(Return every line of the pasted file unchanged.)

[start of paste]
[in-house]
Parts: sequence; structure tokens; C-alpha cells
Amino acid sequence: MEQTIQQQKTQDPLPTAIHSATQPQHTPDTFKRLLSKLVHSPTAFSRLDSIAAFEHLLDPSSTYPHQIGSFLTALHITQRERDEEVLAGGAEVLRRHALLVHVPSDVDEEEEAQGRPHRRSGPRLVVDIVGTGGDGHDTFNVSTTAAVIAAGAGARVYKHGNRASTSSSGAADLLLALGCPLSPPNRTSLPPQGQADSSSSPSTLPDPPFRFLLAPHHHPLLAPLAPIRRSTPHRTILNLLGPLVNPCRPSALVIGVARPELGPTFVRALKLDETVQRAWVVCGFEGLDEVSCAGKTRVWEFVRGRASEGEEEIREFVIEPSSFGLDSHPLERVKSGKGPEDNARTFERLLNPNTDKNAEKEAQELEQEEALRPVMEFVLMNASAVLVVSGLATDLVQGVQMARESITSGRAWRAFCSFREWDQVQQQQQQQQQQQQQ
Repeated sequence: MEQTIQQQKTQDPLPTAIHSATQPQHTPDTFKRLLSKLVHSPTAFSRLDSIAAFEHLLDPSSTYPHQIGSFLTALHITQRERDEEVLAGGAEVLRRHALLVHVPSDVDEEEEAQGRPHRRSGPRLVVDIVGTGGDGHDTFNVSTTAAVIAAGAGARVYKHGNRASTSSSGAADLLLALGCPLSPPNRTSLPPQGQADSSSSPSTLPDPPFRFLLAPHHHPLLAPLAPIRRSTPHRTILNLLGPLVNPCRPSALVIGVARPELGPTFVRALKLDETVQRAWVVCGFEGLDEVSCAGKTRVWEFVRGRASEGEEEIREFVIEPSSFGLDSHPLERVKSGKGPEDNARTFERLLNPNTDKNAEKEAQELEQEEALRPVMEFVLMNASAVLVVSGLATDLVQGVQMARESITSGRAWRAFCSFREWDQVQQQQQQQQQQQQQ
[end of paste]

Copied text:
[in-house]
Parts: sequence; structure tokens; C-alpha cells
Amino acid sequence: MEQTIQQQKTQDPLPTAIHSATQPQHTPDTFKRLLSKLVHSPTAFSRLDSIAAFEHLLDPSSTYPHQIGSFLTALHITQRERDEEVLAGGAEVLRRHALLVHVPSDVDEEEEAQGRPHRRSGPRLVVDIVGTGGDGHDTFNVSTTAAVIAAGAGARVYKHGNRASTSSSGAADLLLALGCPLSPPNRTSLPPQGQADSSSSPSTLPDPPFRFLLAPHHHPLLAPLAPIRRSTPHRTILNLLGPLVNPCRPSALVIGVARPELGPTFVRALKLDETVQRAWVVCGFEGLDEVSCAGKTRVWEFVRGRASEGEEEIREFVIEPSSFGLDSHPLERVKSGKGPEDNARTFERLLNPNTDKNAEKEAQELEQEEALRPVMEFVLMNASAVLVVSGLATDLVQGVQMARESITSGRAWRAFCSFREWDQVQQQQQQQQQQQQQ
Repeated sequence: MEQTIQQQKTQDPLPTAIHSATQPQHTPDTFKRLLSKLVHSPTAFSRLDSIAAFEHLLDPSSTYPHQIGSFLTALHITQRERDEEVLAGGAEVLRRHALLVHVPSDVDEEEEAQGRPHRRSGPRLVVDIVGTGGDGHDTFNVSTTAAVIAAGAGARVYKHGNRASTSSSGAADLLLALGCPLSPPNRTSLPPQGQADSSSSPSTLPDPPFRFLLAPHHHPLLAPLAPIRRSTPHRTILNLLGPLVNPCRPSALVIGVARPELGPTFVRALKLDETVQRAWVVCGFEGLDEVSCAGKTRVWEFVRGRASEGEEEIREFVIEPSSFGLDSHPLERVKSGKGPEDNARTFERLLNPNTDKNAEKEAQELEQEEALRPVMEFVLMNASAVLVVSGLATDLVQGVQMARESITSGRAWRAFCSFREWDQVQQQQQQQQQQQQQ